In one of the most quoted movie lines ever, a girl at a dance in the movie “The Wild One” asks biker Marlon Brando, “Hey, Johnnie, what are you rebellin’ against?”
Replies Johnnie: “Whaddya got?”
Well, in “Hair,” you get LBJ, draft cards, the war in Vietnam and square parents who are uptight over their sons’ rebellious long hair: “shining, gleaming, streaming, flaxen, waxen.” It’s a time capsule of issues that resonated in 1967, when the “Tribal Love-Rock Musical” premiered.
But you also get the willingness of old people to send young people off to die in wars that may not accomplish anything, racial stereotyping, concerns about pollution, and the eternal friction between the dreams of youth and a society that is not interested in — or is even threatened by — those dreams. A gaggle of issues that resonates today as much as it ever did.
The revival of “Hair,” which is playing Atlanta’s Fox Theatre through Sunday, could have been an exercise in kitsch nostalgia, with its references to Timothy Leary, its mega-groovy threads and Afros as big as punch bowls. Instead, when it was revived on Broadway in 2009 (and won a Tony Award for Best Revival), it was revved up by director Diane Paulus into a transcendent celebration of the exuberance of youth that pulses with mischief, energy and innocent eroticism.
The cast of 32 frequently pours off the stage and into the theater, dancing with audience members, clambering on the backs of seats, passing out flowers and racing down the aisles as if pursued by bears. At one point, Berger (Steel Burkhardt), the Merry Prankster lead, asks a woman in the front row to hold his pants for a while so he can frolic in a loincloth. They handle the soft numbers (Caren Lyn Tackett’s “Easy to Be Hard”) and the majestic ones (the cast’s deeply moving “The Flesh Eaters/Let the Sunshine In”) with verve.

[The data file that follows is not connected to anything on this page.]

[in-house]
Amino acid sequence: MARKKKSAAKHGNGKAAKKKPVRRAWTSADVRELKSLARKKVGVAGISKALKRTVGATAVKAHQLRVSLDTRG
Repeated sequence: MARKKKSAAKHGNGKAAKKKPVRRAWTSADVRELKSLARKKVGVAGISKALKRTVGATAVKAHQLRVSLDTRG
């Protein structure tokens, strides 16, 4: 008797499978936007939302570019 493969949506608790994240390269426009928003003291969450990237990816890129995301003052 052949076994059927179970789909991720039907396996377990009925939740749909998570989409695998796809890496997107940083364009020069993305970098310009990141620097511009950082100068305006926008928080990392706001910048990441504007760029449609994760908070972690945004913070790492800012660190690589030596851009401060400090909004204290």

Thank goodness the cast and staging are so vivacious, because the story in “Hair,” such as it is, is about as focused as the “be-in” the characters attend. The only thread resembling a narrative is that of Claude (Paris Remillard) agonizing over whether to burn his draft card, escape to Canada or join the Army and go to Vietnam.
The extremely loose format gets wearisome in Act II, particularly during Claude’s lonnnnng bummer drug trip — although there aren’t many shows where you see a black female (Nicole Lewis) playing Abraham Lincoln in a stovepipe hat and bustier, high-stepping as if in a minstrel show. The unconnectedness works fine, though, when the cast tears through fun songs like “Sodomy,” “I Got Life” and “Black Boys.”
For all its movement egalitarianism, “Hair” is still notably the guys’ show. The first four characters who come forward to introduce themselves and take a solo are all male, and the women are identified mainly by their relationships to the men they love. Even in the hippest pads of the counterculture, patriarchy was alive and well and operating as it always does. Some trappings, such as hair length and draft cards, may change, but some institutions rarely do. Not even “Hair” can transcend that.